Posts Tagged 'residency programs'

Questions Potential Residents Should Ask in the Residency Interview

AmeriClerkships helps international medical graduates (IMGs) compete for residency programs in the United States. Founded in 2007, AmeriClerkships is a member of the American Medical Association (AMA) IMG Section.

For medical students, applying for a residency program is a complicated process involving both presenting themselves in the best light and gathering information about the program to determine whether it is a good fit. The AMA IMG Section has published a series of questions to ask during residency interviews. The questions are designed to reveal details that help potential residents determine whether a specific program is appropriate for them.

The series of questions is grouped into specific areas. They include:

– Education. Does the program include orientation for new residents? Does the program have a formal didactic structure? Are there any informal learning possibilities such as bedside rounds? What unique resident programs exist? Is there a feedback mechanism for evaluating the program?

– Clinical duties. What is the residency schedule generally like? What is the volume of clinical responsibilities? What supervision structures are in place? What forms of ancillary support are present? Is there a balance between supervision and independence? Is there a balance between education and service?

– Program performance. Is the program accredited? What is the status of previous citations? How many residents successfully complete the program? How many graduates pass the specialty boards on the first sitting and where do they proceed afterward?

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Factors to Consider When Choosing a Residency Program

Americlerkships

Located in Irvine, California, AmeriClerkships Medical Society was founded by Dr. Pedram Mizani, a family physician, in 2007. AmeriClerkships Medical Society helps international medical students and graduates gain placement into residency programs in the United States.

Narrow down the number of residency programs you want to apply for by researching them. First, research a residency program’s chairman and faculty members. Assess where they attended school, completed their training, and former places of employment. Determine if their clinical backgrounds can support your academic and career goals.

IDepending on the program you choose, residents may be required to rotate through numerous hospitals to finish their training. Health care facilities may be private or cater to veterans. Some programs host training at university or county hospitals. Apply for a residency that helps figure out the type of practice you would like to manage in the future.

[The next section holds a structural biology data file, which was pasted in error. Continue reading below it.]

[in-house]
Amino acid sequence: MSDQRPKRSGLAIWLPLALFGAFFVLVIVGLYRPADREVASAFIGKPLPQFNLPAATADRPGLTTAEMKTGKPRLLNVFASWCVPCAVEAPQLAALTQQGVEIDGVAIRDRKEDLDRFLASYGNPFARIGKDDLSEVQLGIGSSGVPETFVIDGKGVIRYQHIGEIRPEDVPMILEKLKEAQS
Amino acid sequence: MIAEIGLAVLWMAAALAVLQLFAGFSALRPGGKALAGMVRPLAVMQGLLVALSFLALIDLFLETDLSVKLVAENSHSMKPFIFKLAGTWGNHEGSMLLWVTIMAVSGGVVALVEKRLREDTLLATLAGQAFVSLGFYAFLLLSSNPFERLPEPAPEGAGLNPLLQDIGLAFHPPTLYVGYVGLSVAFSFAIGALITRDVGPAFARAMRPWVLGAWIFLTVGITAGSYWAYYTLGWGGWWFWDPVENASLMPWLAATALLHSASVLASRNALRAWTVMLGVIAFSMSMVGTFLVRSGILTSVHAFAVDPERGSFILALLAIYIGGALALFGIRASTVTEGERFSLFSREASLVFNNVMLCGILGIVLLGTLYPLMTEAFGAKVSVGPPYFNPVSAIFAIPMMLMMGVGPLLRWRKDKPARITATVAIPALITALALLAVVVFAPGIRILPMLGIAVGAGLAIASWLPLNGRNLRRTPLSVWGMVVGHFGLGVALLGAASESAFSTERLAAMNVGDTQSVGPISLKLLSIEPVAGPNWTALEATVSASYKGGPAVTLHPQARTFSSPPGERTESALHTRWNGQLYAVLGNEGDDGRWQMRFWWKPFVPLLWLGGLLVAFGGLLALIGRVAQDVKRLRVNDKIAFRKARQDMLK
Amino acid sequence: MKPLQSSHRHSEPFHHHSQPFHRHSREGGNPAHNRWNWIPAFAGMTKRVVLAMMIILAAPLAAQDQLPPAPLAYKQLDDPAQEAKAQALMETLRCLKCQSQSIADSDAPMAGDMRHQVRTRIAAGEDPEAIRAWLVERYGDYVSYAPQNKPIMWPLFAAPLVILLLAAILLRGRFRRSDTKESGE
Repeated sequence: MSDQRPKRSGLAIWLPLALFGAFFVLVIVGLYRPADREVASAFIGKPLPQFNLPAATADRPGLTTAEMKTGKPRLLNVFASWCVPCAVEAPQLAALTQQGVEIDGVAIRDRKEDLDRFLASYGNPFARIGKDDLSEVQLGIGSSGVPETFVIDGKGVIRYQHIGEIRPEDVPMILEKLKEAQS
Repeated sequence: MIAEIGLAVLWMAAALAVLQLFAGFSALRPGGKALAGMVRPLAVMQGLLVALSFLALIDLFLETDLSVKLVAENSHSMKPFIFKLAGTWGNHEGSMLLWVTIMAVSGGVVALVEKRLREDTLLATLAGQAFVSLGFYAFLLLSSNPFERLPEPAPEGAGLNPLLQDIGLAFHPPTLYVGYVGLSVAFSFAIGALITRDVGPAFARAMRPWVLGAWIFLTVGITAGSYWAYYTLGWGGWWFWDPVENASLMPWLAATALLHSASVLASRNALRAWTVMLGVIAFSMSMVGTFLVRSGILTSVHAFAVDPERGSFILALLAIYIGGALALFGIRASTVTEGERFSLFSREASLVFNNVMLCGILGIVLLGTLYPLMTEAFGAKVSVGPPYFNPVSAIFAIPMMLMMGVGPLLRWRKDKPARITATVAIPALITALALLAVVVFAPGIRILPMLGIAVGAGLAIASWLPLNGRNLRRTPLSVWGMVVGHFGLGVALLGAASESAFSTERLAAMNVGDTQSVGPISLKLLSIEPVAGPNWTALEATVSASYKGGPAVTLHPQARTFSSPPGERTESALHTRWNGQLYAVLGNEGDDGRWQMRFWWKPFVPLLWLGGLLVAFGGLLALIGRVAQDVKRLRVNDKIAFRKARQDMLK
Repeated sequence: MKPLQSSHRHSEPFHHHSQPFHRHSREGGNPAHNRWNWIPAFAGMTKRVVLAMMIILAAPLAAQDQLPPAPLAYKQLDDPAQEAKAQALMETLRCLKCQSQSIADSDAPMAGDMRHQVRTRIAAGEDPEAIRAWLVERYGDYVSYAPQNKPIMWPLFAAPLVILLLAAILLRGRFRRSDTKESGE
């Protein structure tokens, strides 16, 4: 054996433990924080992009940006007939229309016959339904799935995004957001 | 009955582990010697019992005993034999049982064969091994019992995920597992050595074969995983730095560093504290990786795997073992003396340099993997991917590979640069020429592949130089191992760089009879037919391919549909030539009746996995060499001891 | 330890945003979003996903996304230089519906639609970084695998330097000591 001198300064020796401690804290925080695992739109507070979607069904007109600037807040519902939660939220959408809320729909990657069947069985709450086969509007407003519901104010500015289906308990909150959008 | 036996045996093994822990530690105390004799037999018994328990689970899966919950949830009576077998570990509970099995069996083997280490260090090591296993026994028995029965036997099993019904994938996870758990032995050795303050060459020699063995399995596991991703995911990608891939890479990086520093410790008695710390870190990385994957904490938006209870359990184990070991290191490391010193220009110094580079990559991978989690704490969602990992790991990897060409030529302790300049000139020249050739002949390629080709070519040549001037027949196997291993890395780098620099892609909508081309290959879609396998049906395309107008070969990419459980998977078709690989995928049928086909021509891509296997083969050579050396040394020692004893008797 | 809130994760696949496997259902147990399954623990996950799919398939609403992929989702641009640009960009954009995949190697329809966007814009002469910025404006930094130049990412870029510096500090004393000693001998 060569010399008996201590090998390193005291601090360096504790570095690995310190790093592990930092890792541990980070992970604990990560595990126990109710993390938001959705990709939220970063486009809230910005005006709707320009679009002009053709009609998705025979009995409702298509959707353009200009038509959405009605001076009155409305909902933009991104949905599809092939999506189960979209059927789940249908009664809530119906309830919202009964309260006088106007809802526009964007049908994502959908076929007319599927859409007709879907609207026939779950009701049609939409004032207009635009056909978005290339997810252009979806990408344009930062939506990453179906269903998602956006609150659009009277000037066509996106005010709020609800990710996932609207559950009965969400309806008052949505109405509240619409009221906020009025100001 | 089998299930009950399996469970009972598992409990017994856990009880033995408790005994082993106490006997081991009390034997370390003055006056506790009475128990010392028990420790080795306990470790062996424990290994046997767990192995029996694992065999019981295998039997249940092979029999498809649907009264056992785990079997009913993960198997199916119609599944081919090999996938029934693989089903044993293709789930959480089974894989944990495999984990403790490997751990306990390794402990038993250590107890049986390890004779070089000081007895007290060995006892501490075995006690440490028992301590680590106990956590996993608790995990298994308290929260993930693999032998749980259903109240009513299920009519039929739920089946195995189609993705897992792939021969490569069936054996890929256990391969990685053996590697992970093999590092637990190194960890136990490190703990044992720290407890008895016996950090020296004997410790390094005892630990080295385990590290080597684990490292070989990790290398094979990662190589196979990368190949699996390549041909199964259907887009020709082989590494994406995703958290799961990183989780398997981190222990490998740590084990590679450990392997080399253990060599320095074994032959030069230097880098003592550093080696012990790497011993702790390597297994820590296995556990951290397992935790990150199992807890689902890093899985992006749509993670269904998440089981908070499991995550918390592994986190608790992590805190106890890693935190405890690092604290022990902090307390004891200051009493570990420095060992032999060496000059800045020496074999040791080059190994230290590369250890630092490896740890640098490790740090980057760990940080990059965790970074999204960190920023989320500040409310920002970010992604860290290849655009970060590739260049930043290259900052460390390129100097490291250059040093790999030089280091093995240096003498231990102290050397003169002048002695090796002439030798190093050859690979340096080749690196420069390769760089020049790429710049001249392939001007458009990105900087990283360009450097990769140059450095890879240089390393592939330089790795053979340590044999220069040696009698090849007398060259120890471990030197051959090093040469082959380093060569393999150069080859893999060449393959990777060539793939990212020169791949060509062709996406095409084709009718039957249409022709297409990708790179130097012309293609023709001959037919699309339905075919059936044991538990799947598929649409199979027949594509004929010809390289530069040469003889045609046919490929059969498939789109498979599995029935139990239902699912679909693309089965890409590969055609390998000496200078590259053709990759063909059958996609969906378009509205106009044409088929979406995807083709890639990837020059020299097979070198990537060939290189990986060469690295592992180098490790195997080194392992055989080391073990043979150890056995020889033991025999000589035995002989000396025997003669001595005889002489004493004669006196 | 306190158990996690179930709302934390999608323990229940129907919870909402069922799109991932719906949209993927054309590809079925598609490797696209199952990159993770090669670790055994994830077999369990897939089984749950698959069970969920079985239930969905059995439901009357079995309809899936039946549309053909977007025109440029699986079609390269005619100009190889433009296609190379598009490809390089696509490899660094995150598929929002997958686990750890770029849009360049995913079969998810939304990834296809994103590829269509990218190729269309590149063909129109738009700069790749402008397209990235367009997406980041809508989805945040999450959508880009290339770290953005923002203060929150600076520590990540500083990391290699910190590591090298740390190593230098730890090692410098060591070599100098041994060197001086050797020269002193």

Lastly, consider culture, as it has a large impact on students’ overall happiness. Make time to evaluate the characteristics of residents in a program and how they are treated throughout their training. Look for positive aspects of a residency as well as the negatives and weigh each factor to decide on fit. Additionally, ask about opportunities for growth. Opportunities include fellowship and research programs.

Challenges in the First Year of Residency

Dedicated to the success of international medical graduates (IMGs) and international medical students, AmeriClerkships Medical Society helps these individuals become competitive candidates for residency programs. AmeriClerkships has placed more than 700 candidates to date, 200 of which have gone into first-year programs.

While medical school is extremely rigorous, students often find that their first postgraduate year, or the intern year, presents a host of new and even greater challenges. Medical graduates become experienced physicians only by meeting these practical and theoretical challenges, which include handling a broader patient caseload and having greater responsibility for their patients’ care. Meeting these challenges requires knowing enough about each patient to advise staff in an emergency while also understanding when and how to seek support.

Residents should know how to use clinical decision support tools available in the hospital and should be aware of all chains of command that are in place. Hospitals have a distinct hierarchy and are staffed with professionals who have many years of experience, and residents can learn much by relying on the expertise of the care team. However, residents will also need to know when to research a particular condition and strengthen their own knowledge, as well as how to balance this self-education with the many administrative, clinical, and data analysis duties that come along with finally being a practicing physician.

The Ins and Outs of Residency Matching

AmeriClerkships Medical Society offers assistance to overseas-trained medical students and graduates so they can more effectively compete with American-trained graduates for residency placements. Iranian medical professional Dr. Pedram Mizani founded AmeriClerkships after experiencing firsthand the difficulties associated with finding U.S.-based residency programs for foreign-trained doctors.